Tag Archives: hackers

NHS cyber attack shows perils of not holding our own personal data

The global cyber attack that hit huge corporations worldwide and paralysed much of the UK’s National Health Service showed one thing above all – how easily centralised siloes of data can be rendered obselete.

The Wanna Decryptor ransomware attack, which is believed to have affected more than 200,000 systems in over 100 countries, making it the biggest in history, locked computers and systems before holding files hostage until a ransom was paid.

This had a massive impact on hospital trusts across the UK, which were unable to access patient data for treatment, meaning they were forced to send patients away and cancel appointments.

This was far from an attack aimed at the NHS, as some initially feared – but it did show its vulnerabilities – and not just in using older Microsoft computers that hadn’t been patched to cover known security issues.

Rather, it emphasised the loss of control that we all have over our personal data, when instead of having a copy ourselves, it is held in giant siloes controlled by others. And, which may or not be significant in this case, tend to prove to be very attractive honeypot targets for hackers because of the wealth of data they contain.

If we each had a copy of our own health data, the impact on the NHS would have been minimised dramatically. Anyone turning up for treatment or an appointment could have shown the relevant diagnostic and prescription history from within their digi.me app, presumably enabling further action to go ahead instead of mass cancellations.

And this is not just talk of a brave new world – it’s on the cusp of reality, with both a new version of our app and an exciting project demoing just this experience due to be announced within weeks.

The world will never be free of those who want to disrupt, harm and make money through nefarious means. But if we have control over our own data, through the principles of the Internet of Me, we take away a great deal of their power – certainly in their capacity to bring chaos to our lives.

Researcher Nets $12.5k Reward For Discovering Facebook Photo Deletion Bug

This week a white hat hacker collected a reward from Facebook’s bug bounty program – and a tidy $12,500 it was too – for discovering a bug that would let hackers delete any photo from Facebook. The mechanics of this bug involved changing a few parameters in a URL related to Facebook’s support dashboard, and reporting a photo for deletion to Facebook.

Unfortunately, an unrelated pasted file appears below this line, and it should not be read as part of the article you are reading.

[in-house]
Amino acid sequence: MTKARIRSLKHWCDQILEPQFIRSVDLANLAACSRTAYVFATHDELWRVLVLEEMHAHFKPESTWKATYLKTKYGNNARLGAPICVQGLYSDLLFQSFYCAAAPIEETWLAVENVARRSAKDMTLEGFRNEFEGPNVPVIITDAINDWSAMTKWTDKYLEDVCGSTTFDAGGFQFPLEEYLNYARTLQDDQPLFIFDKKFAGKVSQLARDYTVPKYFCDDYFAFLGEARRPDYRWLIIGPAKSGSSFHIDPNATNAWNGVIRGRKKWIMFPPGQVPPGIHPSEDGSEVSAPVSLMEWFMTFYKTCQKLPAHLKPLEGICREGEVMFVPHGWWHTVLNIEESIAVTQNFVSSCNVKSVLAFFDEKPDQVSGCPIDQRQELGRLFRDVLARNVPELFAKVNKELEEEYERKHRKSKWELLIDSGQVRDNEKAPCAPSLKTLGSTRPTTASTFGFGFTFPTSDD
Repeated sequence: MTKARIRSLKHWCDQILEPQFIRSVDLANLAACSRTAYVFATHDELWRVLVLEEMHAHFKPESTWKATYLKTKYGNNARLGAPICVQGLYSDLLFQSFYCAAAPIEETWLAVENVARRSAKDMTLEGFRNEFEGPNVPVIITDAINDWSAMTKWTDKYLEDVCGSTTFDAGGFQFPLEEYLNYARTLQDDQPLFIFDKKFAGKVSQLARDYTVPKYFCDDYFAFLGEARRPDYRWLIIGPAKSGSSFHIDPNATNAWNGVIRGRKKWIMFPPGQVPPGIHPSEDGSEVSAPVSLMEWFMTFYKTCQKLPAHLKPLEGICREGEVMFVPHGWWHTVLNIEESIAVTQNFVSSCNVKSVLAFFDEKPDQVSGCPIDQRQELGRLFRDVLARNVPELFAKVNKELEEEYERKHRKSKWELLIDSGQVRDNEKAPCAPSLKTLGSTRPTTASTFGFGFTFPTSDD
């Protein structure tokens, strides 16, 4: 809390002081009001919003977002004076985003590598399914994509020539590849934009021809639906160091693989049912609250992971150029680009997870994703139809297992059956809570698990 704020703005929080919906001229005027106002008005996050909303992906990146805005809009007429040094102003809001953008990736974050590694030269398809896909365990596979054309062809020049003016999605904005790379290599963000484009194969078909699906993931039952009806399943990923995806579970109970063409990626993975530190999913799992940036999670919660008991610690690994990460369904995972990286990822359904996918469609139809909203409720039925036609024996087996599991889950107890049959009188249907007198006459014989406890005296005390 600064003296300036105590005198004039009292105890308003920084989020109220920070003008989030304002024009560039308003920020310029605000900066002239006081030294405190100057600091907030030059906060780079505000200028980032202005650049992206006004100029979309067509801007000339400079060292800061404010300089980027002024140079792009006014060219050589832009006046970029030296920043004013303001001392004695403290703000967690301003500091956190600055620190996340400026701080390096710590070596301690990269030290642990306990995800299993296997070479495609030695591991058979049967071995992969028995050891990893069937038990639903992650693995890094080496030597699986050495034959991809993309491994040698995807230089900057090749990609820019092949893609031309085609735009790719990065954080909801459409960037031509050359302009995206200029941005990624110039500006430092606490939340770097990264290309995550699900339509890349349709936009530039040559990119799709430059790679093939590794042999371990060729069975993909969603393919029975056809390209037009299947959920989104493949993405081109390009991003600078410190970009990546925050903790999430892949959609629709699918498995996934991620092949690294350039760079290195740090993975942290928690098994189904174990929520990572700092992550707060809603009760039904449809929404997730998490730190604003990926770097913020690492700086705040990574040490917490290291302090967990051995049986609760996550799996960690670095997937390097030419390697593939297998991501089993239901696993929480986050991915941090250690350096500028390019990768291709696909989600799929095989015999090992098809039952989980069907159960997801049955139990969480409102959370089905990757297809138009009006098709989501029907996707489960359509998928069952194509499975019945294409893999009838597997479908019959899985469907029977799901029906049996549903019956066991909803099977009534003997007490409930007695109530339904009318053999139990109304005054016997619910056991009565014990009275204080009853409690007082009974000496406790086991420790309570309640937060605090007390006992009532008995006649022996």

You can read more about how this particular bug was exploited on Arul Kumar’s blog (the white hat who reported the flaw), but the gist of it is that by changing a pair of numbers in the link’s URL, Kumar said he could take down any Facebook photo, from any user — regardless of who that photo actually belonged to, and whether or not that photo had ever actually been reported.

Facebook has now fixed the flaw, but this should serve as a reminder that the information we post and store on social networks is only as safe as the networks themselves choose to make it, and there are people out there who will try to wreak havoc in our digital lives. This is yet another example of how vulnerable our data can be, and that keeping a local copy of your social content is the only way to really take control of your data.

One such way is to use SocialSafe to download your social content to your own machine, giving you a local copy of all your photos, comments, messages, posts and memories. Find anything you’ve ever said, safe in the confidence that whatever misfortune may befall the original copies on the host networks, you’ve still got access to your whole story, whenever you want it.